Finding himself far more interested in wild landscapes and the megafauna occupying them than his nascent academic career teaching political sociology at the University of Quebec, Don piled his few possessions into a VW camper and set out for Taos, NM in 1975. From a traditional adobe ranch house atop a lightly populated ridge top, he began observing the lifestyles of mule deer, the occasional pronghorn antelope and two apex predators – coyotes and bobcats – that coveted his flock of chickens.
The need to support a small family led Don to move to Tucson where he learned stained glass craftsmanship, then opening a glass studio near Tumacacori. Seeking greener landscapes after several years in the high desert, he and his family moved to a ridge top parcel in coastal Mendocino County and over the years developed it into a viable homestead.
The 1980’s saw an acceleration of what Don perceived as the terrible destruction of the North Coast’s forests and streams. Large corporations were cut and re-cutting the forestlands to which they held title, and spraying herbicides that he and fellow environmentalists suspected (and we now know) were carcinogens or endocrine disrupters. Clearcutting and fragmentation of local forests clearly were transforming the balance of fauna: deer that were near daily visitors when he first arrived became much less common, bobcats gave way to raccoons as the top predator of his chickens, black bears became orchard invaders as unsustainable levels of logging and stream obstruction undermined their customary food supplies of berries, roots and spent salmon.
Seeing profit-driven environmental abuses so close to his home drove Don to environmental activism, which included organizing a massive demonstration in front of Louisiana-Pacific’s regional headquarters in Ukiah to protest the company’s aerial spraying of herbicides, reviewing and opposing timber harvest plans, fighting against the poisoning of wildlife with Compound 1080 and opposing oil drilling along the Northern California Coast. In 1989, the Forests Forever campaign hired Don as statewide volunteer coordinator for Proposition 130, a citizen’s initiative aimed at prohibiting clearcutting and limiting logging on private forestlands across California, which fell just short of the majority required for passage.
By 1990, Don had come to believe that becoming a lawyer would enhance his ability to fight extractive industries’ merciless and never-ending assaults on the natural environment. He enrolled at John F. Kennedy School of Law in the East Bay and soon began clerking in the office of his criminal law professor. From the moment he received his bar card, local residents and Earth First!ers began soliciting him for pro bono defense to criminal charges of trespass or trumped up allegations of felony assault on officers during protest blockades. No defendant he represented in those cases ever received any additional time behind bars beyond their initial arrest.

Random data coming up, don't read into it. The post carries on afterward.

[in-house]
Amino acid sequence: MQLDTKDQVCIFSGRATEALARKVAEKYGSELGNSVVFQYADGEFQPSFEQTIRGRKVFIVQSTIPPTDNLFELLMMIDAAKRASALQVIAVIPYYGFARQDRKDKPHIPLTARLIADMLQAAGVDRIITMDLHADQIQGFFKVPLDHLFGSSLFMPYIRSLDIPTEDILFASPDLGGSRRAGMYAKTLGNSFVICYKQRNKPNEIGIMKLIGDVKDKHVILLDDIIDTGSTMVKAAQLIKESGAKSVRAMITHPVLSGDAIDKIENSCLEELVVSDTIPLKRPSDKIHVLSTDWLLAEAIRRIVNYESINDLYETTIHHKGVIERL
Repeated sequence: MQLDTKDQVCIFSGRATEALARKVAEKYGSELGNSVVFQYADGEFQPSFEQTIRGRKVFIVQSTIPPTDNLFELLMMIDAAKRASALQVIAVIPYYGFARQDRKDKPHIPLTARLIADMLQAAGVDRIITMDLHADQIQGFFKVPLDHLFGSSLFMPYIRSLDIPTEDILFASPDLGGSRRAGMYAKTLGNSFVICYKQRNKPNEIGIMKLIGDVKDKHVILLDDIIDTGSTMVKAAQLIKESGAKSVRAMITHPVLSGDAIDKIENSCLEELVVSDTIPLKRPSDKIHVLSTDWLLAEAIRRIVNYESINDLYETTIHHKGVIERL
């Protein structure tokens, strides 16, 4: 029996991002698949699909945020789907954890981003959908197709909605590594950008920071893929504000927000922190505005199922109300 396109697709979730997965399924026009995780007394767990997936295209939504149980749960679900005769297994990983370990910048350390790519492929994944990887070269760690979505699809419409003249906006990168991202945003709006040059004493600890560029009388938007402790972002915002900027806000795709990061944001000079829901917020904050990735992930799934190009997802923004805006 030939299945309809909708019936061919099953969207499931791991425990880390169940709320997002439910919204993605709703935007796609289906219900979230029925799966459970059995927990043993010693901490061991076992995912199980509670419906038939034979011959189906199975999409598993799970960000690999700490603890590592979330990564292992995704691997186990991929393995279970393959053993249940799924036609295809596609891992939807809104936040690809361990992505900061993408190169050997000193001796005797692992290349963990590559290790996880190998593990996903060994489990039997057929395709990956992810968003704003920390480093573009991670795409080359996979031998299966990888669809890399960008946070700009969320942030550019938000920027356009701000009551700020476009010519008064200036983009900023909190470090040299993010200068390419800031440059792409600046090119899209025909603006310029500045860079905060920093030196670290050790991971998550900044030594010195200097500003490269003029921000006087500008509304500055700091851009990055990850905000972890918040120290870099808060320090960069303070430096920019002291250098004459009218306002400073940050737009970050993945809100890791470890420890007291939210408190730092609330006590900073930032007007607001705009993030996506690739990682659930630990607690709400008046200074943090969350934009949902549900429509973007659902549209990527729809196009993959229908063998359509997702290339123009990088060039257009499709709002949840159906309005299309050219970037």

In 2000, Don was appointed to the Mendocino County Planning Commission based on his history of environmental activism. For six years he opposed development plans – primarily for wineries and large rural subdivisions – he considered likely to damage forests or watercourses, to obstruct movement of herbivores and their predators, or require cutting of threatened oak species. The county’s Board of Supervisors also appointed him to the environmental representative seat on the regional working group that was tasked with devising rules to implement California’s Marine Life Protection Act along the North Coast.
After his second planning commission term expired, Don moved to Sonoma County, where he became a volunteer raptor handler at a bird rescue center, then a mentor to troubled teenagers at Sonoma Humane Society. He was active in promoting wolf recovery in California, testifying before federal and state hearing officers and commissioners, and periodically lobbying the local Congressman to preserve the Endangered Species Act. With wolves finally returning to California, Don looks forward to promoting Project Coyote’s goal of ending the mindless killing of apex predators (and even pet dogs) by wildlife agencies. His immediate focus is to help Project Coyote and its allies terminate Mendocino County’s antiquated “lethal control” contract with USDA Wildlife Services. Behind all these efforts lies his hope that such conservation efforts will allow him, his three grandchildren and the public at large to enjoy more frequent sightings of indigenous megafauna and birds throughout their historic ranges around the planet.
Podcast: Ecology Hour on KZYX